What is pursuing a PhD in climatology like?
There few departments that have "climate" in their name.
Among the closest is the program at Wisconsin from which I attained my doctorate, the Department of Atmospheric and Oceanic Sciences (formerly Meteorology). So there's a strain of physical climatology that emerges from the meteorological and oceanographic traditions. You'll learn more than you want to know about the nuts and bolts of weather prediction, but you'll get a feel for how the physics of the system works.
The other strain of physical climatology emerges from earth science. It is more focused on paleoclimate and thus on how climate changes in nature. There's a lot of very interesting information about past climate buried in rock formations. Emerging from this discipline is an interest in more recent paleoclimate proxies - corals, tree rings, mud deposits, and ice sheets - which contain information on the intermediate time scale (a few thousand years) and which seem to attract more than their share of howling from the sidelines. (People who want to think our current changes are in large part due to nature want to see more variability in the millenial record and less variability in the century record. You may think this is an odd way to approach science, but that's veering off topic.)
Related, and probably the richest climate-related field of study for the mathematically adept nowadays, is computational science. Unfortunately, for institutional reasons the connections between the computational science community and climatology are relatively weak. But if you're very strong both intellectually and in terms of ambition, that's an angle that would be worth pursuing.
This is all what might be called "working group I" stuff. That's the IPCC nomenclature, where there are three working groups. People working on impacts (group II) and on economics (group III) are often broadly called "climatologists", but I am not in a position to help you with this and I assume this is not what you are asking about.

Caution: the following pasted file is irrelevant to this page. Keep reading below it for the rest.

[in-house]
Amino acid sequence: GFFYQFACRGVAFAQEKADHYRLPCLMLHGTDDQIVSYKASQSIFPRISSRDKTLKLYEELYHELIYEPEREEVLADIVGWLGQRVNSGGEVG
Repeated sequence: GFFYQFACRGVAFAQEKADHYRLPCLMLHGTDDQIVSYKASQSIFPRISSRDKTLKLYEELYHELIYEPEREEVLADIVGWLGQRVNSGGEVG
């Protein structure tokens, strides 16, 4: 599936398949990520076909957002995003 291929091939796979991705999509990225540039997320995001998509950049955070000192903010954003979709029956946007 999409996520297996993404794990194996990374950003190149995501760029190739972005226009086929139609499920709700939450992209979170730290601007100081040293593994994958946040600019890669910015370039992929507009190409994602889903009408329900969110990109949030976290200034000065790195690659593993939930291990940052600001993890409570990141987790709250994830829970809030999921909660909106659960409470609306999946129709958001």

The material is fascinating, but at least when I did this the pedagogy was week. I think the textbooks have improved somewhat, but you'll still have to be something of an intellectual self-starter.
As far as paving the way to a secure job, the importance of the topic is no guarantee.
In the US in particular, one political party is increasingly hostile to climate science as a community. Even if the most extreme elements there do not succeed in shutting it down, the political overlays on the funding make things both unsteady and somewhat ill-organized from the top down. It's certainly not a great situation. Those suggesting the field is rolling in money are simply unfamiliar with how it goes. Funding in the US has been unsteady and not showing long-term growth though it bumps up and down with the political winds.
So as with any career path, much depends on your aptitudes, your interests, and your goals. There are many drawbacks to a career in climate science, including being forced on a daily basis into a conscious awareness of how badly the planet's future is being bungled, which isn't exactly fun.
If you're not much interested in saving the world, it was a much better gig when it was a pure science that nobody cared about. It's not the healthiest scientific community you can imagine, which is understandable given all these pressures.
But if you can associate yourself with a top-rank professor at a good program, all of these concerns will be secondary while you are a student, as there is a lot to learn and it's intrinsically beautiful and satisfying material.